transmitters broadcasting Information Radio. Humvees
are designed for use over all types of roads, in
all weather conditions and are very effective in
the most difficult terrain, making them ideal for
conditions in Iraq.
A Humvee drives out of
a C-141B Starlifter (Photo by DoD). A SOMS-B
unit can be transported also in one Hercules
In PSYOP, a system called SOMS-B
(Special Operations Media System-B) has been used
since 1997. SOMS-B is a combined radio and television
broadcasting station packed in two Humvees and a
trailer. SOMS-B units have been broadcasting Information
Radio from the staging areas of US troops in Kuwait,
and soon after the first Coalition ground troops
entered Iraq, these mobile transmitters have been
broadcasting from Iraq. The exact number of SOMS-B
units is not revealed, however, it is more than
Since mid-December 2002, SOMS-Bs
have been broadcasting on 756 kHz mediumwave and
11292 kHz shortwave, both frequencies operated at
1 kW of power and transmitting 24 hours a day.
SOMS-B consists of two subsystems,
a Mobile Radio Broadcast System (MRBS) and a mobile
TV Broadcast System (MTBS), but only the radio system
has been used in Iraq. The MTBS can transmit television-quality
video using PAL, SECAM (used by Iraq) or NTSC standards.
The MRBS would be capable of broadcasting also on
FM, although so far FM has not been used.
Commando Solo on assignment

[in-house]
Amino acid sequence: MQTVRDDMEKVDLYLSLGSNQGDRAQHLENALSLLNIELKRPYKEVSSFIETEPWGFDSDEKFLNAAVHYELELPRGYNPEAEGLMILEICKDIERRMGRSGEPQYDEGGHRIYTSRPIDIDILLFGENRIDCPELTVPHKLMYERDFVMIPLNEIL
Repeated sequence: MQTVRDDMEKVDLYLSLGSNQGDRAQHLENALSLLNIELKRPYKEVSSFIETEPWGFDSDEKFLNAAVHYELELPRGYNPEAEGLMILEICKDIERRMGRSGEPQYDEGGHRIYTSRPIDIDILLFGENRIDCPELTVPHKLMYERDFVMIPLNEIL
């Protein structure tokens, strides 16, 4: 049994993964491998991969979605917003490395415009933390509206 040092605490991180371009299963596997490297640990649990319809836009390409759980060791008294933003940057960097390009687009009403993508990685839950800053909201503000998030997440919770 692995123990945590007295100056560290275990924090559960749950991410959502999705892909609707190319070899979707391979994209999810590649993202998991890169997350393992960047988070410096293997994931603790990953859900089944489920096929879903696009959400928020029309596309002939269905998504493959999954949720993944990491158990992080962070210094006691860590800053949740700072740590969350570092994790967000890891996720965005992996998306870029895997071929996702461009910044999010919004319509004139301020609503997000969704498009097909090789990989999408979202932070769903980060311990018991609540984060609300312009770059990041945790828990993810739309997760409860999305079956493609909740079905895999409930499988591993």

in the Gulf in March 2003 (Photo by US Navy)
Both subsystems consist of a
primary shelter Humvee, a cargo shelter Humvee and
a trailer. The trailer carries a 33 kW generator,
an environmental control unit, and a tent system
called the Deployable Rapid Assembly Shelter (DRASH).
"The coalition continues
to push information to the Iraqi population, and
at this point we've now pushed our ground-based
communications capability further forward by moving
a ground base into Iraq. Up until this point in
time, it was in neighboring countries," said
Brigadier General Vincent Brooks at a Central Command
briefing on March 31, in an apparent reference to
SOMS-B. However, according to information received
by DXing.info, SOMS-B was actually deployed in Iraq
already several days earlier.
countries engaged from February
In mid-February 2003, Information
Radio transmissions were extended. "We're
currently broadcasting on five different radio frequencies
24 hours a day and have been doing so since the
17th of February," said Brigadier General Vincent
Brooks in a Central Command press briefing on March
25. However, it was not the five frequencies nor
the 24-hour transmissions that were new. What Brooks
failed to mention is that for the first time Coalition
partners were involved - and that the extended transmissions
originated from ships.
Broadcasts began from coalition
naval vessels patrolling in the Persian Gulf and
the Gulf of Oman in the northern Arabian Sea. One
ship at a time, primarily performing maritime interdiction
missions, has been relaying Information Radio programming
using whatever transmitters have been available
on the particular ships, says Major Peter Mitchell,
US Marines Public Affairs official at Central Command
forward headquarters in Qatar.
A maritime interdiction